This young man—the first Christian streaker!—has been identified as John Mark, and it’s further claimed that he was the author of the work we know as the Gospel according to Mark. The “evidence” in the text is as clear as the clothing that the young man was wearing—it slips away in an instant, it is nothing of any substance at all.

What else do we know of John Mark? Is he the “Mark, cousin of Barnabas” mentioned at Col 4:10? His name appears here and in Philemon 24, amidst a similar cluster of men identified as fellow-workers of Paul (Epaphras, Mark, Aristarchus, Demas, and Luke; see Col 4:10–14). The names of three of these men (Mark, Delmas, and Luke) recur amidst the people noted at 2 Tim 4:9–11; also named are Crescens, Titus, Alexander, and Tychicus).

This section of 2 Tim may well be an historical fragment from the time of Paul, inserted into a letter written at a later time, claiming Pauline authorship (but betraying many signs of a later composition). But nothing definitively links this Mark with the John Mark of Acts (nor, for that matter, with the author of the earliest extant Gospel).

The later relationship between John Mark and Paul is also hinted at in a further letter, attributed to Peter (but most likely not authored by either him), which concludes with a note that Silvanus (whom some think may have been Silas) assisted in writing the letter, and that “my son Mark sends greetings” (1 Pet 5:12–13).

This verse has contributed to the tradition that Mark was a disciple of Peter (the word translated “son” could also infer he was a “disciple”)—and thus, that Mark’s Gospel came from when Mark, “in his capacity as Peter’s interpreter, wrote down accurately as many things as he recalled from memory—though not in an ordered form—of the things either said or done by the Lord”, as Papias declared (Eusebius, Church History 3.39). The lion is the symbol that is traditionally attached to this Gospel.

But this claim about authorship comes from a later century, and is not an observation made at the time the Gospel was written. See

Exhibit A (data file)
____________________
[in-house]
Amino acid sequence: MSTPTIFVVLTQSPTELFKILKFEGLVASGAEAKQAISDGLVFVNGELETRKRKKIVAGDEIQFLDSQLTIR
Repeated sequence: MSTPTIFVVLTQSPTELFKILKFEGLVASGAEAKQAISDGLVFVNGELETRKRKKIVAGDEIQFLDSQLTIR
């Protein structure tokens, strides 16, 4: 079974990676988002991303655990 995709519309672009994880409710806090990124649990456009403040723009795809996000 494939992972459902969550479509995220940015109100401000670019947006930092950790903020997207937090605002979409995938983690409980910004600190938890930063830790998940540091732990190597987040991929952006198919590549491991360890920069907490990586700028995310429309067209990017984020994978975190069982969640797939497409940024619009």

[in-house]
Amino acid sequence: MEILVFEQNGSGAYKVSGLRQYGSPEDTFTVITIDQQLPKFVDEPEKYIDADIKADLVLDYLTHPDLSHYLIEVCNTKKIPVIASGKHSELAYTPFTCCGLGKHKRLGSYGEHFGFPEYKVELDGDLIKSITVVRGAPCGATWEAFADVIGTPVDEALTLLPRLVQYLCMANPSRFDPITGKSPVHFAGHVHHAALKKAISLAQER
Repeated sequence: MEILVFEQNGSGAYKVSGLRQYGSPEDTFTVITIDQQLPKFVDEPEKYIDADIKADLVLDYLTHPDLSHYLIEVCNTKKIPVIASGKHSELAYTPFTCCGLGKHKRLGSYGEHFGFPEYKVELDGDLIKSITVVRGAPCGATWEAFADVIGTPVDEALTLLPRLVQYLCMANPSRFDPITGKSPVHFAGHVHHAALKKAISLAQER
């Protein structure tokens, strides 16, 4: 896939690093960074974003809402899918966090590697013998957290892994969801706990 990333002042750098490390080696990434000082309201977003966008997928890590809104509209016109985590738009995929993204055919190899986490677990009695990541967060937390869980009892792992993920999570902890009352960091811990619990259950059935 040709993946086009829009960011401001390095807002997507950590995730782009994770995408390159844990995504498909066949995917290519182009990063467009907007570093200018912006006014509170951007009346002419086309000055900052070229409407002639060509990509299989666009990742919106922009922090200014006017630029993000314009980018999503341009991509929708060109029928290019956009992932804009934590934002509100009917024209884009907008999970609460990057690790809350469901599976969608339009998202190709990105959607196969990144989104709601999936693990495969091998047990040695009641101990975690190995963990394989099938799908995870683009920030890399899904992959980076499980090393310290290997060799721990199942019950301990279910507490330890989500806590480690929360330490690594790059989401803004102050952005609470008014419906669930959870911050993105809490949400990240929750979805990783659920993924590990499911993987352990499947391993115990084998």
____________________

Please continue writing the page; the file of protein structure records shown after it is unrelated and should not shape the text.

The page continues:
The closing words of the letter attributed to Peter are a fitting conclusion to our consideration of the mercurial John Mark: “Greet one another with a kiss of love. Peace to all of you who are in Christ.” (1 Pet 5:14). If he was, indeed, with Peter, and if this was, indeed, their wish for “the exiles of the Dispersion in Pontus, Galatia, Cappadocia, Asia, and Bithynia” (1 Pet 1:1), it stands as a fine testimony from this first century follower of Jesus.

Mark is subsequently credited as being the founder of the church in Egypt. The Coptic Church (the Church of Alexandria) is called the “See of St. Mark”; it is claimed as one of the four earliest sees: Jerusalem, Antioch, Alexandria, and Rome. John Mark regarded in the Coptic Church as the first of their unbroken 117 patriarchs, and also the first of a stream of Egyptian martyrs.

An apocryphal story told about John Mark concerns an incident soon after he had left Jerusalem and arrived in Alexandria. On his arrival, the strap of his sandal was loose. He went to a cobbler to mend it. When the cobbler, named Anianos, took an awl to work on it, he accidentally pierced his hand and cried aloud “O One God”. At this utterance, it is said that Mark miraculously healed the man’s wound. This gave him courage to preach to Anianos. The spark was ignited and Anianos took the Apostle home with him. He and his family were baptized, and many others followed.

It is said that John Mark went to Rome, but left there after Peter and Paul had been martyred; he then returned to Alexandria and was martyred there in the year 68, after an altercation with a crowd attempting to celebrate the feast of Serapis at the same time as the Christians were celebrating Easter.